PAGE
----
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Introducing new plants to an area can have positive and negative effects on the environment, economy and community.
Summer weeds can rob subsequent crops of soil nitrogen and stored soil water. They can also reduce crop emergence by causing physical and/or chemical interfence at seeding time.
In an integrated weed management program, control of weeds should occur in the fallow, pre-sowing, early post-emergent and in pasture phases.
Some aquatic plants used in ponds and aquariums are highly invasive and have become serious weeds in natural waterways.
This page lists species commonly found on or near saline land in southern Western Australia. These species can be used as indicators of the level of salinity and waterlogging on the site.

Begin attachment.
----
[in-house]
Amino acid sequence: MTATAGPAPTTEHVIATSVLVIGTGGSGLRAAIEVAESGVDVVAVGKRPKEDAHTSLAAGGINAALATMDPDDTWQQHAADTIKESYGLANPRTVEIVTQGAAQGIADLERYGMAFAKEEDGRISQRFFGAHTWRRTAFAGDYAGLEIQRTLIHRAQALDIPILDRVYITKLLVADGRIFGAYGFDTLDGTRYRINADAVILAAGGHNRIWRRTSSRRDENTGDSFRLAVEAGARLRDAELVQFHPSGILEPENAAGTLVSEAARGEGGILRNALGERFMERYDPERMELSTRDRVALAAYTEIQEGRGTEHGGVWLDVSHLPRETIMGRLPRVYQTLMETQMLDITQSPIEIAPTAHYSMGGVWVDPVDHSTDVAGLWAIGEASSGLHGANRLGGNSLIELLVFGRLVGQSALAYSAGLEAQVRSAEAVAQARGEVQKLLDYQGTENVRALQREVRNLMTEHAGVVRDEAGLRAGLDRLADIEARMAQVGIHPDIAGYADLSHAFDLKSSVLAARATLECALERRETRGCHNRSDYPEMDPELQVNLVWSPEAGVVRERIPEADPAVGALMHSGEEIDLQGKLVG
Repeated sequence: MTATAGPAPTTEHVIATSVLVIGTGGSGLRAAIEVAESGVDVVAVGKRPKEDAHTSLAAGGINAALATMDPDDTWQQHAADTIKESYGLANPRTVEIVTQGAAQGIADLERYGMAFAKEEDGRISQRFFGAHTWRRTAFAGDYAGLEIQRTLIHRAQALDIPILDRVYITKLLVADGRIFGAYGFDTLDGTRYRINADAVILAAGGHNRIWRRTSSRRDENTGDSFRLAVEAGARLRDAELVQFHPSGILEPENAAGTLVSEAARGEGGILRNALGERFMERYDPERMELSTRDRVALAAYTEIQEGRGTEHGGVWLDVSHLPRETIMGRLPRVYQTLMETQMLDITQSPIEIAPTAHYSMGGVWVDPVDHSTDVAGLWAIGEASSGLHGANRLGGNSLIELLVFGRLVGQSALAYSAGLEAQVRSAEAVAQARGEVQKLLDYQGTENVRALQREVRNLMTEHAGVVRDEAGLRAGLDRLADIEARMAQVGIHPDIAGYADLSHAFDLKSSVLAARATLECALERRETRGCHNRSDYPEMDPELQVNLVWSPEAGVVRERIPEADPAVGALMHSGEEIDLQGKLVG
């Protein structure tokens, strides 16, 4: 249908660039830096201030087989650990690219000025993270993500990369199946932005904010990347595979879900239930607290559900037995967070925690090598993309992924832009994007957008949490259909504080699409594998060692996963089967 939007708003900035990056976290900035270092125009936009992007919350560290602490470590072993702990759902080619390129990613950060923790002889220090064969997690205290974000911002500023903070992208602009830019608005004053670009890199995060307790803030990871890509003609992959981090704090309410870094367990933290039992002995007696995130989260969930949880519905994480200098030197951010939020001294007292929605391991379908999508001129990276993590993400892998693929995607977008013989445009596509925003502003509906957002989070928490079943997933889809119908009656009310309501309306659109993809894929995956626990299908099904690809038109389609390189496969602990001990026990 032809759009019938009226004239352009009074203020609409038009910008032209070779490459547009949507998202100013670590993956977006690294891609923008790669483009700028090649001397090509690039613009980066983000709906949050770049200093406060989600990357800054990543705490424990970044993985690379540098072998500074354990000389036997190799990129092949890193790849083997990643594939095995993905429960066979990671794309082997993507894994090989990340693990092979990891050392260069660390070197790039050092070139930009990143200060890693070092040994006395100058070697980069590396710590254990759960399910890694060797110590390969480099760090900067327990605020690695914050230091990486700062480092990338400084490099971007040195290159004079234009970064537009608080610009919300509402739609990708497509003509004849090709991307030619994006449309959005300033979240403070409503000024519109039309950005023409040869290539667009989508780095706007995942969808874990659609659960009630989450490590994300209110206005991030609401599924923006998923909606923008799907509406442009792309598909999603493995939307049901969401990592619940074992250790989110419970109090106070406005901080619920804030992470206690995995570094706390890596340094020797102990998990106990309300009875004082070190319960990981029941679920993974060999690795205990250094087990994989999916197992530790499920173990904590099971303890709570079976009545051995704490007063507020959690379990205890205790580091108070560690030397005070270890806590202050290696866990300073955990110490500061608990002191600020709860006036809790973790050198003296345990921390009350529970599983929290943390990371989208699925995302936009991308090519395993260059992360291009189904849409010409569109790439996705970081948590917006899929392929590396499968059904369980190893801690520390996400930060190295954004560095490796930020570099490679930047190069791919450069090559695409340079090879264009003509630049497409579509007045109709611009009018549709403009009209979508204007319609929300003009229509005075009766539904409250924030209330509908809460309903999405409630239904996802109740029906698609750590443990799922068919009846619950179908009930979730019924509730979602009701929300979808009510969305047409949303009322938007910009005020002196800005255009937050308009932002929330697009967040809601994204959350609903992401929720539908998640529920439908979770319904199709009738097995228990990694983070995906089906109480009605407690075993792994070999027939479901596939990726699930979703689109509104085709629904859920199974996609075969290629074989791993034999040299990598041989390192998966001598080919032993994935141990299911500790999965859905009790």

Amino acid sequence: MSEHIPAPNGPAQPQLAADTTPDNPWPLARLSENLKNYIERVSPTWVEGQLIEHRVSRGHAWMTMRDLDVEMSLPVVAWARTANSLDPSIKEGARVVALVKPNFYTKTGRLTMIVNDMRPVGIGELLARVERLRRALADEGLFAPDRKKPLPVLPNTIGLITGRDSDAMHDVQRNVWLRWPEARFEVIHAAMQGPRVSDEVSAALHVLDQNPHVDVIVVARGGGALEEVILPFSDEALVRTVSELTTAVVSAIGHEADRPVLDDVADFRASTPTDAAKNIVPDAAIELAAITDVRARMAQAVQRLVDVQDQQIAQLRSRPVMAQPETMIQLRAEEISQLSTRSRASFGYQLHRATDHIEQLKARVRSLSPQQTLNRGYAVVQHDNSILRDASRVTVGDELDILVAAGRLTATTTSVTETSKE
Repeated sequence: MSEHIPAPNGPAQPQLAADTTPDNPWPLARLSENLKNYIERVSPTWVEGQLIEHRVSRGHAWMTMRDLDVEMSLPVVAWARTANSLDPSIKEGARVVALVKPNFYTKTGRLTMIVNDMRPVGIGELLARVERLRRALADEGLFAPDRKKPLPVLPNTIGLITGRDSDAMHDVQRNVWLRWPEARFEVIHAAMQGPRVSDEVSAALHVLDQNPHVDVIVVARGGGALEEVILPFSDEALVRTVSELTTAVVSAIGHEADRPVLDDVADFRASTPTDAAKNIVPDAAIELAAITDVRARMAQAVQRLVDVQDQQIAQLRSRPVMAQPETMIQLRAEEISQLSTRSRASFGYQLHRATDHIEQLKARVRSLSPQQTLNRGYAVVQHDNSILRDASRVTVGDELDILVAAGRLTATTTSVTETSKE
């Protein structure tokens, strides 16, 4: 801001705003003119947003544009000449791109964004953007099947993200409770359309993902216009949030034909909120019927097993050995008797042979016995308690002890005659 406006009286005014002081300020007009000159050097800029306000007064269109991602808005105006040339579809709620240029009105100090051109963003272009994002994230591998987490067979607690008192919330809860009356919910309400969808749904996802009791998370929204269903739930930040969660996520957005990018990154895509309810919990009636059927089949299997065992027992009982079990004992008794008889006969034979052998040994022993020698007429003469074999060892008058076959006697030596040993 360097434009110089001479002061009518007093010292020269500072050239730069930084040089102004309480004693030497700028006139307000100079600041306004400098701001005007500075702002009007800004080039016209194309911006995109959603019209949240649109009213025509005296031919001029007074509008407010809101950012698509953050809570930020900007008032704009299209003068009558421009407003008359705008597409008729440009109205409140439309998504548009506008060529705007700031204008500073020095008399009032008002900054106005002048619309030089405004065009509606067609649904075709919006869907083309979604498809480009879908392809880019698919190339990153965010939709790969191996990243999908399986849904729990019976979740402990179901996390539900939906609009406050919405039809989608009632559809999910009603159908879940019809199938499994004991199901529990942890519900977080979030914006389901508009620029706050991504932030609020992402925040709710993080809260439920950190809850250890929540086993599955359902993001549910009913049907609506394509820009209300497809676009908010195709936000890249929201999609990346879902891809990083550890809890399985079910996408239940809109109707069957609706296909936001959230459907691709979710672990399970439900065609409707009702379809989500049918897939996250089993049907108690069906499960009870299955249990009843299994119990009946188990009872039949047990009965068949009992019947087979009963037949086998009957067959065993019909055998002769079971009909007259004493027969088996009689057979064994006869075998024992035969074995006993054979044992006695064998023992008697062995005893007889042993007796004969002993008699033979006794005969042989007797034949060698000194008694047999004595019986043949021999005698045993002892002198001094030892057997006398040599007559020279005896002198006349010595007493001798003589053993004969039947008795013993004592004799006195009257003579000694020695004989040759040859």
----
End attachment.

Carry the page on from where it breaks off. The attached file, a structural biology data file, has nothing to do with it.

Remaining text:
High priority invasive species are defined in the Invasive Species Plan for Western Australia as high risk species that can establish widely, and if so cause the most undesirable impact.
Various diseases can damage native plants at all stages of growth. A description of some of the more important diseases is given here, together with general methods for control.
Following the extended dry conditions this autumn, weeds are now emerging and becoming a challenge for growers to manage in paddocks that may have patchy crops, crops with staggered emergence or no
Weeds sprayed with a sub-lethal dose of a phenoxy, hormone type herbicide appear to become more palatable to stock.
Recommendations for the control of declared plants in Western Australia (WA).